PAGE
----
Adding braces at the corners to strengthen the tractor

Extra long top rails serve as handles for moving the tractor

Basic door swings open at the end

Bellatrix and Professor McGonagall earning their keep

So far so good! At first the chickens weren't too keen on being in the tractor, but they got used to it quickly and have almost completely taken care of the weed problem on the path in the picture above. Even though they're only in there for short periods of time (less than an hour), we added a water dish so their needs are met. We also added a simple hook latch on either end of the door, because we discovered the chickens could push their way out if they really wanted to.

We've found we need to pay attention to laying times--each time we've put Bellatrix in the tractor she has let us know within a half hour that she wants out to go lay an egg. It's best if the chickens go in after they've produced the day's egg, so they don't get stressed about it.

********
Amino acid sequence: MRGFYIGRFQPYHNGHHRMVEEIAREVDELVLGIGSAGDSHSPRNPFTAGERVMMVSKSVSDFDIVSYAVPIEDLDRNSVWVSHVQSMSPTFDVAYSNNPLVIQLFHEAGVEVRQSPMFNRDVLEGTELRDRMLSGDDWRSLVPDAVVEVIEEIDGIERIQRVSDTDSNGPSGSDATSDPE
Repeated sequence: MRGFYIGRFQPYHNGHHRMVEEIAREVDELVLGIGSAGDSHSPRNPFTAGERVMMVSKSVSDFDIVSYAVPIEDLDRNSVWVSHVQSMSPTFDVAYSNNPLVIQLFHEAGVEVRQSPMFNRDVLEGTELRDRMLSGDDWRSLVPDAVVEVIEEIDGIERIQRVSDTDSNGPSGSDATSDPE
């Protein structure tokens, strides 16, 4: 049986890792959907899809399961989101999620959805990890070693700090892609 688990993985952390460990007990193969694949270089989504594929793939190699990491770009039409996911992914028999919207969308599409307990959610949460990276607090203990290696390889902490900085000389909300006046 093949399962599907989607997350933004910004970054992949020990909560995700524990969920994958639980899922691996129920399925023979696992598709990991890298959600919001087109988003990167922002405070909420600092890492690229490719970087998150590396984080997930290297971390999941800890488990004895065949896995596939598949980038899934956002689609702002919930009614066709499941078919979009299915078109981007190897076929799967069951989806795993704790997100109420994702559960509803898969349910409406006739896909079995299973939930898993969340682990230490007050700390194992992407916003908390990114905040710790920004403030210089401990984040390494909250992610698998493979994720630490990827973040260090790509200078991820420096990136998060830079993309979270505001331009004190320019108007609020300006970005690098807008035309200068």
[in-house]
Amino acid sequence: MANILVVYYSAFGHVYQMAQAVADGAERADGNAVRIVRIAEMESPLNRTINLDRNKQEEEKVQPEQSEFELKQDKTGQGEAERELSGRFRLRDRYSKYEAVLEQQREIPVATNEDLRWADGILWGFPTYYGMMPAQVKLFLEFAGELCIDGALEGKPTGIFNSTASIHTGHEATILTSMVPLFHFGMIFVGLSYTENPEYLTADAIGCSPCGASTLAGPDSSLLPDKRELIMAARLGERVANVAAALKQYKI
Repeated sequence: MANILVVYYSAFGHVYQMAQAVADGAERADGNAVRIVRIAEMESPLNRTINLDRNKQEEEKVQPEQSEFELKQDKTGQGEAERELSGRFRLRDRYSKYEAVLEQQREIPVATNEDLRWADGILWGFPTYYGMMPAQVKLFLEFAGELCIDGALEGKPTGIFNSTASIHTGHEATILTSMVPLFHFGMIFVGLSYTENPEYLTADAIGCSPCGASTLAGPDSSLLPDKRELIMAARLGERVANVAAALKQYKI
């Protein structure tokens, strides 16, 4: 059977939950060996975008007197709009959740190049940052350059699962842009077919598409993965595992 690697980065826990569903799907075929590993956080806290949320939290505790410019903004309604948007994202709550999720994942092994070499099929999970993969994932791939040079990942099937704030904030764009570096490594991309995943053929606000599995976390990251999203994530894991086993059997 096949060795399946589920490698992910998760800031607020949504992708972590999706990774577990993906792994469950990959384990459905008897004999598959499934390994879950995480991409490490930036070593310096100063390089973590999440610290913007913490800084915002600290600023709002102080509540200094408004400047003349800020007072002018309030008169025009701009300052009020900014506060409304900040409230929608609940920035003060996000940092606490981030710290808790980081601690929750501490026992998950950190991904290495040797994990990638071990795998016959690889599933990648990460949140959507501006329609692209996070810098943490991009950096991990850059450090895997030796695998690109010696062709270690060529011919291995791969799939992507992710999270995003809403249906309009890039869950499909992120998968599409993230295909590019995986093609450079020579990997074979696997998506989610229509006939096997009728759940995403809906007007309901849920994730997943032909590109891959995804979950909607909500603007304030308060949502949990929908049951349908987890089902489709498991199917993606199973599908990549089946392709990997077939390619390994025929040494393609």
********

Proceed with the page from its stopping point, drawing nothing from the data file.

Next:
Can't wait to move this thing to other parts of the yard, so the chickens can take over even more of the weeding chores!

February 13, 2013

February is All About Seeds

Aaaack! How is it already the end of the second week of February? The fact that my most recent blog post title has the word Christmas in it is evidence enough that I've been in a state of semi-hibernation for the last couple of months, at least when it comes to the blog and only slightly less so when it comes to the urban homestead. But suddenly it's nearly 70 degrees out and spring seems to be right around the corner (or already here)--it's time to emerge from the cave of December and January and get back to work on the mini farm in earnest.